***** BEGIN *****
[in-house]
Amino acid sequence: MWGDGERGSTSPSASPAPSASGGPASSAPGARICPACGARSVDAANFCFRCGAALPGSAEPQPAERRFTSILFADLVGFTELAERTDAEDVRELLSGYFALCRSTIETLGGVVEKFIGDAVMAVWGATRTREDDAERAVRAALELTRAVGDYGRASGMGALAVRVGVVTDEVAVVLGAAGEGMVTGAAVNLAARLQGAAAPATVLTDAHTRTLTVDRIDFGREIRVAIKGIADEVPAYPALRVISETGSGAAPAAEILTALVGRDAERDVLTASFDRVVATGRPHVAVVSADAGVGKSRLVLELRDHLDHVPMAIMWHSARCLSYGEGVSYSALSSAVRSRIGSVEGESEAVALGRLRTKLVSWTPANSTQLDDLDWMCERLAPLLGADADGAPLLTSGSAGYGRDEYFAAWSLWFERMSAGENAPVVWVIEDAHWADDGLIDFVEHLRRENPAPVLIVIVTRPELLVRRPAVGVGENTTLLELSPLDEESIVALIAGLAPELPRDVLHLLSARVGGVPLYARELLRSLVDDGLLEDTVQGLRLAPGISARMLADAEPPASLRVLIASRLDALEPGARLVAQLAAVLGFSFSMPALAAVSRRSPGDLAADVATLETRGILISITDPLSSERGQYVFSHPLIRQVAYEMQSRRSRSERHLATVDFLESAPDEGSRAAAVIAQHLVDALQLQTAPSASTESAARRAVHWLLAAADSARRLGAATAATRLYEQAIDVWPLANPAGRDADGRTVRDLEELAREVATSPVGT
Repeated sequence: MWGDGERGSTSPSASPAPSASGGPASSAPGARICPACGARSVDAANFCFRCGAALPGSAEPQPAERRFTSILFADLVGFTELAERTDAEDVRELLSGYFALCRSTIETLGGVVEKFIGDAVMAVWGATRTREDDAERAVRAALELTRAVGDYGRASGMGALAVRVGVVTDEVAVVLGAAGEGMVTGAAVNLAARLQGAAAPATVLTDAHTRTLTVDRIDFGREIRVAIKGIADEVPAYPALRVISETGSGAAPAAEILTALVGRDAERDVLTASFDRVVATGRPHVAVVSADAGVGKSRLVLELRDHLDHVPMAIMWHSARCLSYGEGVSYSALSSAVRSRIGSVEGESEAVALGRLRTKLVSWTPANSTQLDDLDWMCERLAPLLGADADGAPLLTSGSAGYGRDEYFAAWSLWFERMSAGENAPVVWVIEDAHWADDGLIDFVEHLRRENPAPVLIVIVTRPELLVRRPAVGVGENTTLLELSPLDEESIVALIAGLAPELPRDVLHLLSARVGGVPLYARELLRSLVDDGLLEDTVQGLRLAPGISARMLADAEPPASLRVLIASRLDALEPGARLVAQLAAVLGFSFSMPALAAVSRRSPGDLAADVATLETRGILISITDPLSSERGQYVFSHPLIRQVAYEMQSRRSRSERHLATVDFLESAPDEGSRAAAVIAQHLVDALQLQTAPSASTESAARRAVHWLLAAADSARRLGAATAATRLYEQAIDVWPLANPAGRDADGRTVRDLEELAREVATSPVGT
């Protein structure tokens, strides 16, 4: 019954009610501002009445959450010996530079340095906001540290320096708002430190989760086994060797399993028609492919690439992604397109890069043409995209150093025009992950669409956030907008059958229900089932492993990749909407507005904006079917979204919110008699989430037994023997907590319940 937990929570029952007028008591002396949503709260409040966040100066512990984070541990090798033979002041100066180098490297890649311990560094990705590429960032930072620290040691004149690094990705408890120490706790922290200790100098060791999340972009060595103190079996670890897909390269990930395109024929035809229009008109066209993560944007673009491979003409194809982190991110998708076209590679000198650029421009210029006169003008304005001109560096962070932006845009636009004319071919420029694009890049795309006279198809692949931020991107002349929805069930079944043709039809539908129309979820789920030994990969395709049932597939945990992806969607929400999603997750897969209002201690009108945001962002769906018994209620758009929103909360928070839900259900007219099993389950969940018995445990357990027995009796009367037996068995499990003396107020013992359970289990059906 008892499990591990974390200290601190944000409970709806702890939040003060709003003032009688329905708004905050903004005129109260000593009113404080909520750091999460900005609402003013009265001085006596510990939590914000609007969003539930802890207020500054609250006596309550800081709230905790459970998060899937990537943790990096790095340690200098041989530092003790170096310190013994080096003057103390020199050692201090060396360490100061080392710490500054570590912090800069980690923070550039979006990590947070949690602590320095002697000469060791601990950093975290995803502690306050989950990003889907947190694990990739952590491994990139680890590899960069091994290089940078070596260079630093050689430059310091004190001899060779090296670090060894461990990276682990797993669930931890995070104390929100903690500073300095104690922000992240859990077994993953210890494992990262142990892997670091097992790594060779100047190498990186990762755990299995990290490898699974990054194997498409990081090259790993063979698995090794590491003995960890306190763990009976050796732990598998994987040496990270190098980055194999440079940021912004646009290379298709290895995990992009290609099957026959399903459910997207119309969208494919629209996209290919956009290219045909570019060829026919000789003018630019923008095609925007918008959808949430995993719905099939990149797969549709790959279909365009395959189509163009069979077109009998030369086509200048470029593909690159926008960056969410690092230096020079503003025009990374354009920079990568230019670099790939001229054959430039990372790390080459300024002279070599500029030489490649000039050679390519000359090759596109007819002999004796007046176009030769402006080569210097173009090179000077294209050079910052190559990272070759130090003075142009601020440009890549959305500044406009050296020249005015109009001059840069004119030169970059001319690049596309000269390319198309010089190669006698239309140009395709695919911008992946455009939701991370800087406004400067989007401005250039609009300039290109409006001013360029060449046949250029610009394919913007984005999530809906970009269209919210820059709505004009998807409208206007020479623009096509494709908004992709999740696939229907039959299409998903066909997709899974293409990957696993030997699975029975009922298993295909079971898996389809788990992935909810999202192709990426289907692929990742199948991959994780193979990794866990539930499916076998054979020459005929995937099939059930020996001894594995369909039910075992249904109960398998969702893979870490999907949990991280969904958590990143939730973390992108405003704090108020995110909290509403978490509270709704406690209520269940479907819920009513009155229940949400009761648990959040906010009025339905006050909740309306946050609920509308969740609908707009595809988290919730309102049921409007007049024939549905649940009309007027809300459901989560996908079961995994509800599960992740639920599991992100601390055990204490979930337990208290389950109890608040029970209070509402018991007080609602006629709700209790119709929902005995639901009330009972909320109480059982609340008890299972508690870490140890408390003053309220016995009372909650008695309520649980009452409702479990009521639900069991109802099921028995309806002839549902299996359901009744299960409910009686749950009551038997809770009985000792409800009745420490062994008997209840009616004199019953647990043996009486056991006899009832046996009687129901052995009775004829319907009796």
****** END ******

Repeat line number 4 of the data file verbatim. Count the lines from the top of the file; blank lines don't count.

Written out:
């Protein structure tokens, strides 16, 4: 019954009610501002009445959450010996530079340095906001540290320096708002430190989760086994060797399993028609492919690439992604397109890069043409995209150093025009992950669409956030907008059958229900089932492993990749909407507005904006079917979204919110008699989430037994023997907590319940 937990929570029952007028008591002396949503709260409040966040100066512990984070541990090798033979002041100066180098490297890649311990560094990705590429960032930072620290040691004149690094990705408890120490706790922290200790100098060791999340972009060595103190079996670890897909390269990930395109024929035809229009008109066209993560944007673009491979003409194809982190991110998708076209590679000198650029421009210029006169003008304005001109560096962070932006845009636009004319071919420029694009890049795309006279198809692949931020991107002349929805069930079944043709039809539908129309979820789920030994990969395709049932597939945990992806969607929400999603997750897969209002201690009108945001962002769906018994209620758009929103909360928070839900259900007219099993389950969940018995445990357990027995009796009367037996068995499990003396107020013992359970289990059906 008892499990591990974390200290601190944000409970709806702890939040003060709003003032009688329905708004905050903004005129109260000593009113404080909520750091999460900005609402003013009265001085006596510990939590914000609007969003539930802890207020500054609250006596309550800081709230905790459970998060899937990537943790990096790095340690200098041989530092003790170096310190013994080096003057103390020199050692201090060396360490100061080392710490500054570590912090800069980690923070550039979006990590947070949690602590320095002697000469060791601990950093975290995803502690306050989950990003889907947190694990990739952590491994990139680890590899960069091994290089940078070596260079630093050689430059310091004190001899060779090296670090060894461990990276682990797993669930931890995070104390929100903690500073300095104690922000992240859990077994993953210890494992990262142990892997670091097992790594060779100047190498990186990762755990299995990290490898699974990054194997498409990081090259790993063979698995090794590491003995960890306190763990009976050796732990598998994987040496990270190098980055194999440079940021912004646009290379298709290895995990992009290609099957026959399903459910997207119309969208494919629209996209290919956009290219045909570019060829026919000789003018630019923008095609925007918008959808949430995993719905099939990149797969549709790959279909365009395959189509163009069979077109009998030369086509200048470029593909690159926008960056969410690092230096020079503003025009990374354009920079990568230019670099790939001229054959430039990372790390080459300024002279070599500029030489490649000039050679390519000359090759596109007819002999004796007046176009030769402006080569210097173009090179000077294209050079910052190559990272070759130090003075142009601020440009890549959305500044406009050296020249005015109009001059840069004119030169970059001319690049596309000269390319198309010089190669006698239309140009395709695919911008992946455009939701991370800087406004400067989007401005250039609009300039290109409006001013360029060449046949250029610009394919913007984005999530809906970009269209919210820059709505004009998807409208206007020479623009096509494709908004992709999740696939229907039959299409998903066909997709899974293409990957696993030997699975029975009922298993295909079971898996389809788990992935909810999202192709990426289907692929990742199948991959994780193979990794866990539930499916076998054979020459005929995937099939059930020996001894594995369909039910075992249904109960398998969702893979870490999907949990991280969904958590990143939730973390992108405003704090108020995110909290509403978490509270709704406690209520269940479907819920009513009155229940949400009761648990959040906010009025339905006050909740309306946050609920509308969740609908707009595809988290919730309102049921409007007049024939549905649940009309007027809300459901989560996908079961995994509800599960992740639920599991992100601390055990204490979930337990208290389950109890608040029970209070509402018991007080609602006629709700209790119709929902005995639901009330009972909320109480059982609340008890299972508690870490140890408390003053309220016995009372909650008695309520649980009452409702479990009521639900069991109802099921028995309806002839549902299996359901009744299960409910009686749950009551038997809770009985000792409800009745420490062994008997209840009616004199019953647990043996009486056991006899009832046996009687129901052995009775004829319907009796």